Popular Chess Terms
Long in the making. Part of The Great Tournaments Series. An Alekhine victory, albeit a shaky one, ahead of Kashdan, Dake/ Reshevsky/ Steiner, Borochow, Bernstein/ Factor/ Fine/ Reinfeld, Araiza, Fink. All 54 of the known games out of the 66 played are given with notes. Good photos, especially of Alekhine.
Pasadena 1932 International Chess Tournament
Alekhine's super performance with 14 out of 15 against the world's best lacking only Capablanca and Em. Lasker. Excellent notes by Robert Sherwood, Alekhine, Maroczy, Nimzowitsch, Bogoljubow, Yates, Vidmar, etc. As Euwe later wrote about Alekhine's games at San Remo in Meet the Masters: ''His wins in this tournament exhibited, one and all, the art of chess at its most perfect yet.'' Hardback book with all games annotated and with many diagrams. Part of the Great Tournament series.
San Remo 1930 International Chess Tournament
With the conclusion of the great Hastings Tournament in September of 1895, it became apparent that a new chess star of the first magnitude had appeared: Harry Nelson Pillsbury. His debut was dramatic and striking, for this virtual unknown had eclipsed the best players of that time with a combination of élan and grace. However, the revelation of a new world-class player brought with it the natural questions of both skeptics and admirers, some demanding verification and others eager to see their hero demonstrate his mastery with further verve. The five highest players at Hastings were invited for the St. Petersburg tournament: Pillsbury, Chigorin, Lasker, Tarrasch and Steinitz. Tarrasch declined, the others accepted. Each of these players had plenty of reason to fight hard for first place in Saint Petersburg 1895/96. It is one of the strongest chess tournaments ever held.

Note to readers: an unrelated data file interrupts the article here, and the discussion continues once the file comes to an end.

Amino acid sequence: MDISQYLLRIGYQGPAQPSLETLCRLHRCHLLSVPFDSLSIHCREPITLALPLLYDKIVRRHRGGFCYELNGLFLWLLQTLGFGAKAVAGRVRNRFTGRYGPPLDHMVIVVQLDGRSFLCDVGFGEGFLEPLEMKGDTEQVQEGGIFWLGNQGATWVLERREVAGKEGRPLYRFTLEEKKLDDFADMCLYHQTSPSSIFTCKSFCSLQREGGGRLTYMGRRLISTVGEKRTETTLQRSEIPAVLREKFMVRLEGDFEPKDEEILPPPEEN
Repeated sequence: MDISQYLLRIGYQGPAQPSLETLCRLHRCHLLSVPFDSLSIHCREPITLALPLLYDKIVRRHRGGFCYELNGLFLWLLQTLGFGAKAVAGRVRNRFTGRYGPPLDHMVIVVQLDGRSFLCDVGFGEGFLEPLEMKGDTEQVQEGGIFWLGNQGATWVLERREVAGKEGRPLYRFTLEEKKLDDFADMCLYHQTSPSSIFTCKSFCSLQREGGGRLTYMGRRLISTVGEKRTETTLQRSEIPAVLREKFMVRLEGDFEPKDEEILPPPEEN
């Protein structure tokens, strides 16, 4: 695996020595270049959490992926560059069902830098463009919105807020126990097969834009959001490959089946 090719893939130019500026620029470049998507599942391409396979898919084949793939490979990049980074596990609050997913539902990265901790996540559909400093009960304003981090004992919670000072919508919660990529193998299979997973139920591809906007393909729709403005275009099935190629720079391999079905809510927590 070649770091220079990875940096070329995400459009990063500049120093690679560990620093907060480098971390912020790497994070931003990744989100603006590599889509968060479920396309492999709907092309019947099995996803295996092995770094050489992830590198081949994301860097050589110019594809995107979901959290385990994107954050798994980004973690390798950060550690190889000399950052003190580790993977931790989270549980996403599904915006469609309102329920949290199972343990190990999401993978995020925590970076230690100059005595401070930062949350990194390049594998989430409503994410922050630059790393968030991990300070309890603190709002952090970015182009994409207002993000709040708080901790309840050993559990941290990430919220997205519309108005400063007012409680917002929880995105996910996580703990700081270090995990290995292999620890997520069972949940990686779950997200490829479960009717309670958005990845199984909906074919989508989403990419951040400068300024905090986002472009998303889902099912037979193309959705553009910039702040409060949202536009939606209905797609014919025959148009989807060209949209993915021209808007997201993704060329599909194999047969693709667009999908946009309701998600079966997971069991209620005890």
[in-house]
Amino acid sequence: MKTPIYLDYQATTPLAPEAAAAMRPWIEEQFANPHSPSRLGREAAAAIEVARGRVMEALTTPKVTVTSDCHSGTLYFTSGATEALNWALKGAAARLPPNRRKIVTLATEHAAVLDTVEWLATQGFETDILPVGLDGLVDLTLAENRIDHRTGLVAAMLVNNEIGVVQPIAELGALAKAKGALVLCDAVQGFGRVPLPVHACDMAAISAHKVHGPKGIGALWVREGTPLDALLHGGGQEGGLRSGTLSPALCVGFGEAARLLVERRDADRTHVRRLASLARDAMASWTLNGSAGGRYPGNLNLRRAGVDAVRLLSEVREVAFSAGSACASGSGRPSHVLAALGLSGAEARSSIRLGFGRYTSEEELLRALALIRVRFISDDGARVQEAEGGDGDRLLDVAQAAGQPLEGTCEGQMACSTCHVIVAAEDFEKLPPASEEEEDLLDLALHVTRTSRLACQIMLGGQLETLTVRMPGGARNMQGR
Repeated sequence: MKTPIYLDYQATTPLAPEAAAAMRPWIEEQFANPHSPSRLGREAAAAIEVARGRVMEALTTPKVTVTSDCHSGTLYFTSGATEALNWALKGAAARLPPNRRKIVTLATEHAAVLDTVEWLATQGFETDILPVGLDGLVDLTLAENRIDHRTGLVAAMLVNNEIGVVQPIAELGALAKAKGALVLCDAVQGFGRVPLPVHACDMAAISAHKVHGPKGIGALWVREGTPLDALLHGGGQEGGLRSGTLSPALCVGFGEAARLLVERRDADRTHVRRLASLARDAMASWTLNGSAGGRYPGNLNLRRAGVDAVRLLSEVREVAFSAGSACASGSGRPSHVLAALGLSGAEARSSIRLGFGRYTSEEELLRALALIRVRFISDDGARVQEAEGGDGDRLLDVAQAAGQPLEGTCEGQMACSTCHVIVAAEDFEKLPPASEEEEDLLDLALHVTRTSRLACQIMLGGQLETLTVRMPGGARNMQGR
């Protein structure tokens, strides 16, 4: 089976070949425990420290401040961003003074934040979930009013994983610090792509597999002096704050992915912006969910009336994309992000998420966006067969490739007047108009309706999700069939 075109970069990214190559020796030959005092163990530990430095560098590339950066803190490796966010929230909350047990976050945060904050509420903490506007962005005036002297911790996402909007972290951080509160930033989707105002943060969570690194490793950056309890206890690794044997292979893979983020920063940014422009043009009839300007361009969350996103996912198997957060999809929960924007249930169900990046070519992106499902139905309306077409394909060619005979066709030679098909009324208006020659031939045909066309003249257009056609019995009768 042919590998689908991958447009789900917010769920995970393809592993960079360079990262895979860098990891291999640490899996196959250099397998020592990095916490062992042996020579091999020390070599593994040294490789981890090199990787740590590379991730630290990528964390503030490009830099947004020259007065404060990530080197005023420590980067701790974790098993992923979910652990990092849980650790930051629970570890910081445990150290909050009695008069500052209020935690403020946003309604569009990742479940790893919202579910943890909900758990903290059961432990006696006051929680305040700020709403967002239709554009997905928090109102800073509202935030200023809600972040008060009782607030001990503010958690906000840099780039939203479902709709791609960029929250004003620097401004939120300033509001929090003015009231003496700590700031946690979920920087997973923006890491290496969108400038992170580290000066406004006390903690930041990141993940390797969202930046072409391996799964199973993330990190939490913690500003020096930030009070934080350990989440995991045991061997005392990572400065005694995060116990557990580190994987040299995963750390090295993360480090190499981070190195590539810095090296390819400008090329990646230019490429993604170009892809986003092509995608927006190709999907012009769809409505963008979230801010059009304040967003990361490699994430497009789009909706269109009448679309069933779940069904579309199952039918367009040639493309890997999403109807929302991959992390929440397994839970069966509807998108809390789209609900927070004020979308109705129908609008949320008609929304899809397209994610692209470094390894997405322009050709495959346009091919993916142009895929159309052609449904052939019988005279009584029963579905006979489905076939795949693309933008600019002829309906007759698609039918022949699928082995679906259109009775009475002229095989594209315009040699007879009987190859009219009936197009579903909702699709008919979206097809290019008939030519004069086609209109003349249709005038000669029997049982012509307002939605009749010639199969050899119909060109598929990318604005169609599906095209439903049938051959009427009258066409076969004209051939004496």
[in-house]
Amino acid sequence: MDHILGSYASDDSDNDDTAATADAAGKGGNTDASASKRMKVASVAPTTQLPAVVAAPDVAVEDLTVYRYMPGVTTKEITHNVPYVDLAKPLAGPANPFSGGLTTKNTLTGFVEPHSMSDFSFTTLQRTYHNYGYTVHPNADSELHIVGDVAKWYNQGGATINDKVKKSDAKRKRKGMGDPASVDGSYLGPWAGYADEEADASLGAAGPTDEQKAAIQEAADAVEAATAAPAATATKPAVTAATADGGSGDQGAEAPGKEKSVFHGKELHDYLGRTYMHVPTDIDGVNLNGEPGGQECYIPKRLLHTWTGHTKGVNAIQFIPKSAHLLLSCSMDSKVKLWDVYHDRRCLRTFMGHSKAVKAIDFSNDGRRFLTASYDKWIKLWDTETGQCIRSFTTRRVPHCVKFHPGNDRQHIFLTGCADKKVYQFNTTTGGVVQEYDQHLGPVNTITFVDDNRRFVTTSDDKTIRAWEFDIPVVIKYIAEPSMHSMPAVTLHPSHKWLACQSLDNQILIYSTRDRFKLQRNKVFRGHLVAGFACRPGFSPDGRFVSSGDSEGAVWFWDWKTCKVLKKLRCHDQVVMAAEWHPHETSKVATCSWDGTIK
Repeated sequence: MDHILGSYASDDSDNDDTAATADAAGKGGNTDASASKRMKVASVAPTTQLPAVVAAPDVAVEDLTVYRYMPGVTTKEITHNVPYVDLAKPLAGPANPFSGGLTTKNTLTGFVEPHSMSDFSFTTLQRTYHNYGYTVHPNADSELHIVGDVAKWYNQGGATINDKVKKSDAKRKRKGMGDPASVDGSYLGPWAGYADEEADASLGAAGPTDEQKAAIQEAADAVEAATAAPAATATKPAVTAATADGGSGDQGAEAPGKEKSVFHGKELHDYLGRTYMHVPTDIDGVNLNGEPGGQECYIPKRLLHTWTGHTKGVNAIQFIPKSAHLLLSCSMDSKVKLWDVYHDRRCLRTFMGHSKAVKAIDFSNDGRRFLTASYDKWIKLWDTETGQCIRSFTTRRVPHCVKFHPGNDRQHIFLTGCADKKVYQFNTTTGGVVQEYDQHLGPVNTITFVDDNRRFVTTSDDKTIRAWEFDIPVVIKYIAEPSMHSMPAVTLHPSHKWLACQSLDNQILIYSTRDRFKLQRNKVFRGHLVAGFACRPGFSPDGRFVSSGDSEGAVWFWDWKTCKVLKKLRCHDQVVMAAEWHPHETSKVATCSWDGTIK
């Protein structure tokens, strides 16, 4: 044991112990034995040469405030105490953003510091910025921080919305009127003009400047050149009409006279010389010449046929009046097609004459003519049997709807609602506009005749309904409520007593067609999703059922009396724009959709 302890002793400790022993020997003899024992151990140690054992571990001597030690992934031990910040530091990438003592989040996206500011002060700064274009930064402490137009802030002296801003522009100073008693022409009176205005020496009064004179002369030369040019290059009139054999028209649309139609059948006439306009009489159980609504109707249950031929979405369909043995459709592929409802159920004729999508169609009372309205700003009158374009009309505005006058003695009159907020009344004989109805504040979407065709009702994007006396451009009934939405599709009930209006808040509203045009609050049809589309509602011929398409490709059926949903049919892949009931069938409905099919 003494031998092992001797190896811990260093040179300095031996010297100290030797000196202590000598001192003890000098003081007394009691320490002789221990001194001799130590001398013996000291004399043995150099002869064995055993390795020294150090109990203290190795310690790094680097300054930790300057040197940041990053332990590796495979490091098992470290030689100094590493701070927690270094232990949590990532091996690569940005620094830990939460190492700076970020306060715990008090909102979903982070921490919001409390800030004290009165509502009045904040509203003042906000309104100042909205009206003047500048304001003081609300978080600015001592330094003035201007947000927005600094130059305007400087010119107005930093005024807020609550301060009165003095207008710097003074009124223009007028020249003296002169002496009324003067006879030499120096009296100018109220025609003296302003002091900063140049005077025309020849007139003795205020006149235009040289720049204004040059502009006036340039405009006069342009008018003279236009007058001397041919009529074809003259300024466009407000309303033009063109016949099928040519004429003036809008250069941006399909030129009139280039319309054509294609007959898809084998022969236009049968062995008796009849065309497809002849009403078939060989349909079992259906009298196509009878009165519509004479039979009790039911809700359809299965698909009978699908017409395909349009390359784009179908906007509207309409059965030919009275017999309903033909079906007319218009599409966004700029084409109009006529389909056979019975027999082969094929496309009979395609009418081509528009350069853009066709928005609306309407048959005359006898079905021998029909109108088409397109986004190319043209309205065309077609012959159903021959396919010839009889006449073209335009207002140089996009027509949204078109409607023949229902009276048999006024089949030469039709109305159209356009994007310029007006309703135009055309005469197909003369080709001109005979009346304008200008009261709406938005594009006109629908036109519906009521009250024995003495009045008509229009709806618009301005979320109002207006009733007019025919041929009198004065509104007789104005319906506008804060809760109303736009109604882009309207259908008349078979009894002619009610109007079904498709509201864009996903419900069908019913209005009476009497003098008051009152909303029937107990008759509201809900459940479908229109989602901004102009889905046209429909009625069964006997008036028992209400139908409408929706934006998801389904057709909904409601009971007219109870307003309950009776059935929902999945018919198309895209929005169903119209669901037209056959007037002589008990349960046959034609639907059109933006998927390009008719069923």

Saint Petersburg 1895/96
An original work which gives all the Schlechter games found in an exhaustive decade-long search. It complements the Goldman book by giving many more games (811 total), but no notes, and a brief biography with some photos and cross-tables for his major tournaments.
Schlechter's Chess Games
Translated by Robert Sherwood from the 1909 edition published in Germany. Maroczy was the strongest player who ever annotated all of Morphy's games and thus to non-German language readers, it should be of special interest, especially since the standards for analytical notes were far higher even in 1909 than were accepted when these games were played.